Copyright Historical Novelists Center 2001

We now have a steppophile in the gang, lucky for you. Lots of links to linksites!

Bouliere, François

Eurasia ***
New York, Time Inc., 1964, 1974
Covers domestication, wild fauna, and ecology. Nice introductory text. T1

Chambers, James

The Devil's Horsemen: The Mongol Invasion of Europe *****!
New York, Atheneum, 1979
Excellent focus on the divisive politics of Europe and the Near East that made both Islam and Christendom such easy targets, saved only by the fortuitous deaths of Mongol rulers that required the generals to return home. Excellent chapter on the superbly disciplined "Mongol War Machine" and how it was organized. T2

Cleaves, Francis Woodman

The Secret History of the Mongols *****!
Harvard University Press, Cambridge, Mass; 1982
Mongolian history from their side, with all the a priori cultural assumptions. Fascinating. T2

Davis-Kimball, Jeannine

"Chieftain or Warrior Priestess" ****
Archaeology, September 1997: 40-41.
Challenges the assumption that the "Golden Man" burial of a Saka body whose pelvis was too poorly preserved to sex, who was not five feet tall, and who wore the otherwise feminine sort of high headdress, was male simply because there were weapons in the grave, considering that a large number of anatomically identifiable females have weapons as grave goods. About time! T2

Delbrueck, Hans

Medieval Warfare; History of the Art of War, volume III *****!
University of Nebraska Press, 1990, trans. Walter J. Renfroe, Jr.; orig. 1923; 711 pg, index
European orientation with some coverage of the last battles with the Magyar invasion (and why earlier ones went so well), also face-offs against the Turks. Begins with a list of the cost of Carlovingian war-gear in cows, and proceeds to do a lot of rational analysis and myth-busting, rather than gulping poetic accounts thoughtlessly, as if they were modern objective reports. Viewpoint is that of the sources (Frankish and Anglo-Saxon) but he is an early discrediter of body counts, so that you will not have hordes of 20,000 when you should have bands of 300. T2

Dunlop, D. M.

The History of the Jewish Khazars ****
Princeton, 1954
One of the few dedicated books you can find on this subject. T2

Hildinger, Erik

Warriors of the Steppe, A Military History of Central Asia, 500 B.C. to 1700 A.D. **
New York, Sarpedon, 1997
Somewhat vague in some critical areas, while making sweeping conclusions without reference to sources in others. T1

Herodotos, Herodotus

Go To Project GutenbergHistoriae, or History (of the Persian War) ****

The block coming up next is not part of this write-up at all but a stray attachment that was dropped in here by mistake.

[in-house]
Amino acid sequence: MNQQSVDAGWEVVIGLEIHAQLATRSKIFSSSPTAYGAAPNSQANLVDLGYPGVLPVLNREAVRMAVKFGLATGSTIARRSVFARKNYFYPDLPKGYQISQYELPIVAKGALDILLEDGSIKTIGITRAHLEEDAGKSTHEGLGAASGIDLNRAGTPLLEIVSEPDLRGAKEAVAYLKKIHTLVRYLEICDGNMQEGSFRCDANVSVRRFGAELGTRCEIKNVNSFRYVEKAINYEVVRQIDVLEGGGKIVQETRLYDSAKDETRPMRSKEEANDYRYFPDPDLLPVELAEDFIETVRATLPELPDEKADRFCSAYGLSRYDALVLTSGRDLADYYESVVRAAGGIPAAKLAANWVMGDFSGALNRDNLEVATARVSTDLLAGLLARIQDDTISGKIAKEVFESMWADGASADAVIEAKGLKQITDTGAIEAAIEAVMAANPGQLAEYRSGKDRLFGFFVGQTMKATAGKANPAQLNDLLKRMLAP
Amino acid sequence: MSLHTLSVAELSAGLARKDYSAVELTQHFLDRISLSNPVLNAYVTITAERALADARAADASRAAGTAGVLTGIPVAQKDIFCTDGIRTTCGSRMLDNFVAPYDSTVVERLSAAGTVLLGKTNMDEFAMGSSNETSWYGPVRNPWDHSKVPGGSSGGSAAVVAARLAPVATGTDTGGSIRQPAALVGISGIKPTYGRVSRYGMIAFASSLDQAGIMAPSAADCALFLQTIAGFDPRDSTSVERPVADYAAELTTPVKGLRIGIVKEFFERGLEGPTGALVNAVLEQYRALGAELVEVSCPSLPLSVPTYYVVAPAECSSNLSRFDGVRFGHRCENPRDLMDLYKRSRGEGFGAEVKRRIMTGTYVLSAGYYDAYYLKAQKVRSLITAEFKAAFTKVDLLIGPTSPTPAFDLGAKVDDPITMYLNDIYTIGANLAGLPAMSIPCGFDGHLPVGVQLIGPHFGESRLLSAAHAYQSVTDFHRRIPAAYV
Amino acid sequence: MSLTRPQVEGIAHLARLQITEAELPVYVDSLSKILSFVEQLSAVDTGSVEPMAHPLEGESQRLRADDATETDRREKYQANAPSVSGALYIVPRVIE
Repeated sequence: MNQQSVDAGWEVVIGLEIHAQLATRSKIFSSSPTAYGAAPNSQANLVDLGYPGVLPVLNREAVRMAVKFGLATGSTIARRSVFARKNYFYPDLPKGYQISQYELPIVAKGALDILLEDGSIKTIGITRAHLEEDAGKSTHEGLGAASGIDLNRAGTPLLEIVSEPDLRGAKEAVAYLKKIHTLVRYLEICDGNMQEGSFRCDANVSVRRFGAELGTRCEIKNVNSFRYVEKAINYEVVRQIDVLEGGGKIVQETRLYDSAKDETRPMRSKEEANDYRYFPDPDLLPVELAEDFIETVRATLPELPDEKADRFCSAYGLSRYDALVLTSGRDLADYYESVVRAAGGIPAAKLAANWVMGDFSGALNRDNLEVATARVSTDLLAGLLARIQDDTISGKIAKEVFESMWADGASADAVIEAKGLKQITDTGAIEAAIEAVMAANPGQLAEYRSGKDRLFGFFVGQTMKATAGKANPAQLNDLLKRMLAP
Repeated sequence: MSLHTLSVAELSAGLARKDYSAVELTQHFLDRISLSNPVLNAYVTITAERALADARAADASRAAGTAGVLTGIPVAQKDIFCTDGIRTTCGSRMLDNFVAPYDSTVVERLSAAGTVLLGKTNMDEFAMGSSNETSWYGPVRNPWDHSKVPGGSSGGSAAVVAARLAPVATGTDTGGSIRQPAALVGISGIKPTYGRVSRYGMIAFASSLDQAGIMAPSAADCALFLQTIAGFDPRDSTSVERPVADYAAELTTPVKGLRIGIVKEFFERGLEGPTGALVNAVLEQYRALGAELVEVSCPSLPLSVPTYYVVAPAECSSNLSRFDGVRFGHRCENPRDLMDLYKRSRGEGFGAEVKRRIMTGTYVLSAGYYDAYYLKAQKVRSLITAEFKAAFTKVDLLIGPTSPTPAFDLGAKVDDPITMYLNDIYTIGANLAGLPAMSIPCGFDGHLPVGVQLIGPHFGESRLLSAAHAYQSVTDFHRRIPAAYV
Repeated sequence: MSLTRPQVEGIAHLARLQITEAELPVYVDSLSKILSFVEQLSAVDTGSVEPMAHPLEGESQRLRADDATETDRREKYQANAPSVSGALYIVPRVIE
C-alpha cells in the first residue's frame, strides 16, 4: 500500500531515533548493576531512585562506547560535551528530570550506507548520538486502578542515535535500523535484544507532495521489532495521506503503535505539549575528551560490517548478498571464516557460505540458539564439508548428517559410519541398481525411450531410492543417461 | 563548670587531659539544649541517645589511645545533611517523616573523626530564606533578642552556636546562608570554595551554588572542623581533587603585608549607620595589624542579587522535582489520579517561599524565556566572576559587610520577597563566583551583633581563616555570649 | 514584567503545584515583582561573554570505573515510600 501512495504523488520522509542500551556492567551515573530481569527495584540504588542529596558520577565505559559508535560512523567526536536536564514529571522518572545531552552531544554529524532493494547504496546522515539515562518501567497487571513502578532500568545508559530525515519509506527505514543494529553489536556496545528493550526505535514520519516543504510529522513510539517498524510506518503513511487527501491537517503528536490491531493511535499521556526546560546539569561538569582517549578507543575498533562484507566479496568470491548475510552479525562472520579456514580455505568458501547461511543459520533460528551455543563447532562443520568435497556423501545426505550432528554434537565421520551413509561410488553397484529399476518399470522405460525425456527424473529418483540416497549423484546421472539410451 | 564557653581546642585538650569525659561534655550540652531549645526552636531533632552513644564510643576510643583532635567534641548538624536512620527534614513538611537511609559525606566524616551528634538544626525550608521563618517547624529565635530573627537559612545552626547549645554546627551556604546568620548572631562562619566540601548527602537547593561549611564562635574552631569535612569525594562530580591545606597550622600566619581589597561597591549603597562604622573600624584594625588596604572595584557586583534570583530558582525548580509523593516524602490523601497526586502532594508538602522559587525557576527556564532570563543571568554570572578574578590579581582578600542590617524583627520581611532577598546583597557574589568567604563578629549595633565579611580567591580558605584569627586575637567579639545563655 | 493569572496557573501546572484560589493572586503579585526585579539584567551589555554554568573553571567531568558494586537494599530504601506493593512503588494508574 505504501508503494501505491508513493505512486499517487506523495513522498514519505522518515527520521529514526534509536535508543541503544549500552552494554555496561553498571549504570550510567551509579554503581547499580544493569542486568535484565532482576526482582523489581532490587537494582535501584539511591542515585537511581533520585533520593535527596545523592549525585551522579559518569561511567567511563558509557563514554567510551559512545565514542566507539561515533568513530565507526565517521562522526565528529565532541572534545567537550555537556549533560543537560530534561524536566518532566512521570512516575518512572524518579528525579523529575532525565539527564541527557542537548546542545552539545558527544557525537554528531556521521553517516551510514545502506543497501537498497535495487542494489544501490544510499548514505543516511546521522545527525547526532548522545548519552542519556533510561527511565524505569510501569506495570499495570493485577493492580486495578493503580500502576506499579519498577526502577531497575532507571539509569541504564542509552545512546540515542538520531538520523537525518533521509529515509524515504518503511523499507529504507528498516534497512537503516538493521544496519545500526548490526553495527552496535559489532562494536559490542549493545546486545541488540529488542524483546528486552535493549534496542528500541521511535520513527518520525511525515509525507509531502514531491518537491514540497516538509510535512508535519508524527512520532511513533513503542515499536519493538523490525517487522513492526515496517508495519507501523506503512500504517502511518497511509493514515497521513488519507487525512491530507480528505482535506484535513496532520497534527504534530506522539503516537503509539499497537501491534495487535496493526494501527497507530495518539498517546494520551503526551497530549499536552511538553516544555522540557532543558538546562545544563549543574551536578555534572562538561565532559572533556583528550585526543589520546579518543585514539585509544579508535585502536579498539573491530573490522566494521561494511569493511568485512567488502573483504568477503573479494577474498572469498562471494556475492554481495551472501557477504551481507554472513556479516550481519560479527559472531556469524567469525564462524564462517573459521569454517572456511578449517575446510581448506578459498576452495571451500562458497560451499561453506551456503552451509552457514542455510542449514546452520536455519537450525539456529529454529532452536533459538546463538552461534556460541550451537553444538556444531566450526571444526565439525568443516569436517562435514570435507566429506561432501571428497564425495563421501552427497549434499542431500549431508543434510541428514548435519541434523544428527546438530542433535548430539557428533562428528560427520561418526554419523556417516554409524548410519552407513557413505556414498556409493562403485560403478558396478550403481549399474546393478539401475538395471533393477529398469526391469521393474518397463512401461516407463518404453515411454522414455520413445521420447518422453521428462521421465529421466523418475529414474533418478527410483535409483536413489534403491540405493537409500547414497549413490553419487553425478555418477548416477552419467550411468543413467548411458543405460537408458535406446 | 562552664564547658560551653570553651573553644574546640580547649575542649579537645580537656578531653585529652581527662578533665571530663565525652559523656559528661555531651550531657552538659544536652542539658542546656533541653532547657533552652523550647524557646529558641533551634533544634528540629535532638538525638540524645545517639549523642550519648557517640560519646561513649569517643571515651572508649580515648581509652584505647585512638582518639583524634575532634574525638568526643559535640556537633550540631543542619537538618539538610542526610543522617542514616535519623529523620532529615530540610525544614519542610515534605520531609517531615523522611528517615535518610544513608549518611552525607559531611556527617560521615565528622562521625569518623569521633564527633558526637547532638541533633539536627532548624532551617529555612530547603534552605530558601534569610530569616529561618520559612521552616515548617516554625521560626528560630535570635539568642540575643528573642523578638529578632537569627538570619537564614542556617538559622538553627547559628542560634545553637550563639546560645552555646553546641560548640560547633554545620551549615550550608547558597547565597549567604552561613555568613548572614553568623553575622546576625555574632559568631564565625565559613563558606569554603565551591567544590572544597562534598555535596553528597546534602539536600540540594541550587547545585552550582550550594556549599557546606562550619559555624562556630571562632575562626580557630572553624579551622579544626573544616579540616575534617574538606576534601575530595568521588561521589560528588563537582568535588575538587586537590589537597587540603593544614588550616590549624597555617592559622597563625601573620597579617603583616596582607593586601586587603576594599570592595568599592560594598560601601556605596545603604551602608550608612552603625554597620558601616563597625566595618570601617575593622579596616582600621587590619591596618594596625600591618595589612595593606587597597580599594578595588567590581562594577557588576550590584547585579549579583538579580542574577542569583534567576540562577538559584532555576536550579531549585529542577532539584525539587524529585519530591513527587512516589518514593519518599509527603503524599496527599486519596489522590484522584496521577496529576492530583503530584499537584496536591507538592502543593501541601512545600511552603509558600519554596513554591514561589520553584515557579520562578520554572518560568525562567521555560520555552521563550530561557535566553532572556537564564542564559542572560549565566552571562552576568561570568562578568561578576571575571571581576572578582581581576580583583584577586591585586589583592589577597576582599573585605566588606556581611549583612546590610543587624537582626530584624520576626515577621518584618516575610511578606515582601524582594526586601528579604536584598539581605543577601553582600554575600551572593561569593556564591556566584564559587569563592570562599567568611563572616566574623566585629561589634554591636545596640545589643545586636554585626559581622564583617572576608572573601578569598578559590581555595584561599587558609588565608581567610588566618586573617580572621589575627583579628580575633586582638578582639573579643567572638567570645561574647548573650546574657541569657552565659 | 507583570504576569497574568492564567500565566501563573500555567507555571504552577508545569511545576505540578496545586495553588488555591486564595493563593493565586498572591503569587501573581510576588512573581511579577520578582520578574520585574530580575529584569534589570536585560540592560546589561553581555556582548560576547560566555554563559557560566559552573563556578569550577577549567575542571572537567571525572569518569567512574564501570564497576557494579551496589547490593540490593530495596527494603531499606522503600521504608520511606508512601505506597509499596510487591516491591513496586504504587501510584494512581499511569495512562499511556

The Athenians voted Herodotos a pension on which to live while he was writing this in the 5th C BC, so one must allow a little Athenophilic bias, but it also put his Athenian sources right at hand. This is in many ways a travelogue of the Ancient World, as he discusses the cultural background of all the allies of all the people involved. Herodotos was from Halikarnassos, travelled as far as the Black Sea, and eventually settled in Athens, which for publishing in its day was like Thirties New York. He is a rare writer in that when he repeats some tall tale, he voices his doubts as to its reality. However, many of his historical stories are more like folktales about the famous, and both Thukydides and Plutarch disliked his lack of accuracy. He is the earliest written source on the western steppe tribes. T2

Ingraham, Holly

People's Names: A Cross-cultural Reference Guide to the Proper Use of Over 40,000 Personal and Familial Names in Over 100 Cultures ****
McFarland & Company, Inc., Publishers, Jefferson, NC; 1997; 613 pgs, index, select annotated bibliography
Covers Mongols, Hungarians (from which you can skim the Magyar names), and an Iranian chapter that can be used for Sarmatians, etc. T2

McEvedy, Colin

The Penguin Atlas of Ancient History ***
Penguin Books, 1967; 96 pg, index
Good to show the spread of literacy, bronze, iron, and the influence of the Mediterranean. T1

McGovern, William Montgomery, PhD

The Early Empires of Central Asia: A Study of the Scythians and the Huns and the Part They Played in World History -- X
Chapel Hill, The University of North Carolina Press, 1939
We would like to warn you away from this book. The historical dates and battles stuff is largely accurate, but the cultural descriptions are extremely misleading, though often lacking in internal logic. For example, he says all Scythian tribes (including in this the Sarmatians and the Massagetai) were extremely patriarchal and patrilineal, though the last two are noted in Classical literature for warrior queens who ruled on their own, not even as regents for underage sons. In the Chinese section, he decides who he will call Huns and then never troubles the reader with the original names, which might allow you to call his bluff. This is one of the core books in the "Huns are Hiung-nu" theory, which is far from solid, and to some it is exploded. You must already know tons about the subject in order to tell or guess whether you are reading one of the accurate, the outdated, or the complete humbug statements. T3, or never